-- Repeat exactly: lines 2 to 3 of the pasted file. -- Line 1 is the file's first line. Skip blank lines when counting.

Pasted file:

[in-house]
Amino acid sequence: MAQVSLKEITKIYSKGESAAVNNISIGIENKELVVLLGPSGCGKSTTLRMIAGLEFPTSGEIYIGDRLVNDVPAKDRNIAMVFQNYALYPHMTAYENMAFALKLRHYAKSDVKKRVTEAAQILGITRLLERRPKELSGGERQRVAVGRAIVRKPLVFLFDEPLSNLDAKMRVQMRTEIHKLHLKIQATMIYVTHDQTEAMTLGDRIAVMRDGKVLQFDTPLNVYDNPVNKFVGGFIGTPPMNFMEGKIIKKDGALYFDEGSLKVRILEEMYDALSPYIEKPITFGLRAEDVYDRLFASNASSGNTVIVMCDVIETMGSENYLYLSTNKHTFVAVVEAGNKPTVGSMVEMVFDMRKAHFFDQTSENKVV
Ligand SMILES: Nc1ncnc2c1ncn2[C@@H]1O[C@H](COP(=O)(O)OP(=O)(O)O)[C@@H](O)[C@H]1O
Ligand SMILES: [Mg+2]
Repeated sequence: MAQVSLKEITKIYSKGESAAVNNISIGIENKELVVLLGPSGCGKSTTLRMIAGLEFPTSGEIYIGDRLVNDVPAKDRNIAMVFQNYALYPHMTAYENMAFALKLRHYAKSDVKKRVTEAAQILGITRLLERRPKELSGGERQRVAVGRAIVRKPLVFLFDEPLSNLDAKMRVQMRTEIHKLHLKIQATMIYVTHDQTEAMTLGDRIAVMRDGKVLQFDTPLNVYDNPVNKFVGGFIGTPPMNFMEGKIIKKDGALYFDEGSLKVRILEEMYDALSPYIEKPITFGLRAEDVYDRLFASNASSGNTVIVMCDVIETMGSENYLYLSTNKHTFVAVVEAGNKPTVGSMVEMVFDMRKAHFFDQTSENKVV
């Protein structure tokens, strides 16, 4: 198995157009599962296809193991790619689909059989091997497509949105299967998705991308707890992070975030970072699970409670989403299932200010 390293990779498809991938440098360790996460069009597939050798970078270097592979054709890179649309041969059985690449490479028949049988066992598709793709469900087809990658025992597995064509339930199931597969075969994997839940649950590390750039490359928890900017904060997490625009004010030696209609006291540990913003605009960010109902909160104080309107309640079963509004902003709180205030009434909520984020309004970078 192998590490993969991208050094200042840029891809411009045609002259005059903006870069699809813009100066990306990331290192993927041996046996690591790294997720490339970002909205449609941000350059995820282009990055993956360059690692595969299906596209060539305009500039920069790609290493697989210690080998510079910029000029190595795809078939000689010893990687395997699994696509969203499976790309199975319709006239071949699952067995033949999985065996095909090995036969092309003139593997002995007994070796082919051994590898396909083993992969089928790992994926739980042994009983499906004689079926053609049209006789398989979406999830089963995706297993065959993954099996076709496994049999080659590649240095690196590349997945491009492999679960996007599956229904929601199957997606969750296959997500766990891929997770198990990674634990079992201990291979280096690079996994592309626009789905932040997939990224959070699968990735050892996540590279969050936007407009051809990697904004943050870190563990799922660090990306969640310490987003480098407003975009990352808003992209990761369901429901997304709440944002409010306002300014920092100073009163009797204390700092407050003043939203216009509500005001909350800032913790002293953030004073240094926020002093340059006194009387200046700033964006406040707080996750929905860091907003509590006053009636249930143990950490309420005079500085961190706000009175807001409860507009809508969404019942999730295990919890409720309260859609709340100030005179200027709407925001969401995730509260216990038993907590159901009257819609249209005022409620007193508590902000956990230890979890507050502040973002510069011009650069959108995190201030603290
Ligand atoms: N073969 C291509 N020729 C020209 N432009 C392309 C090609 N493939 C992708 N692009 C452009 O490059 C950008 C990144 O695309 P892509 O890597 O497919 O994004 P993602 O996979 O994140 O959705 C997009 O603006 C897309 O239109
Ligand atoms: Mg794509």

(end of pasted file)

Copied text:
Amino acid sequence: MAQVSLKEITKIYSKGESAAVNNISIGIENKELVVLLGPSGCGKSTTLRMIAGLEFPTSGEIYIGDRLVNDVPAKDRNIAMVFQNYALYPHMTAYENMAFALKLRHYAKSDVKKRVTEAAQILGITRLLERRPKELSGGERQRVAVGRAIVRKPLVFLFDEPLSNLDAKMRVQMRTEIHKLHLKIQATMIYVTHDQTEAMTLGDRIAVMRDGKVLQFDTPLNVYDNPVNKFVGGFIGTPPMNFMEGKIIKKDGALYFDEGSLKVRILEEMYDALSPYIEKPITFGLRAEDVYDRLFASNASSGNTVIVMCDVIETMGSENYLYLSTNKHTFVAVVEAGNKPTVGSMVEMVFDMRKAHFFDQTSENKVV
Ligand SMILES: Nc1ncnc2c1ncn2[C@@H]1O[C@H](COP(=O)(O)OP(=O)(O)O)[C@@H](O)[C@H]1O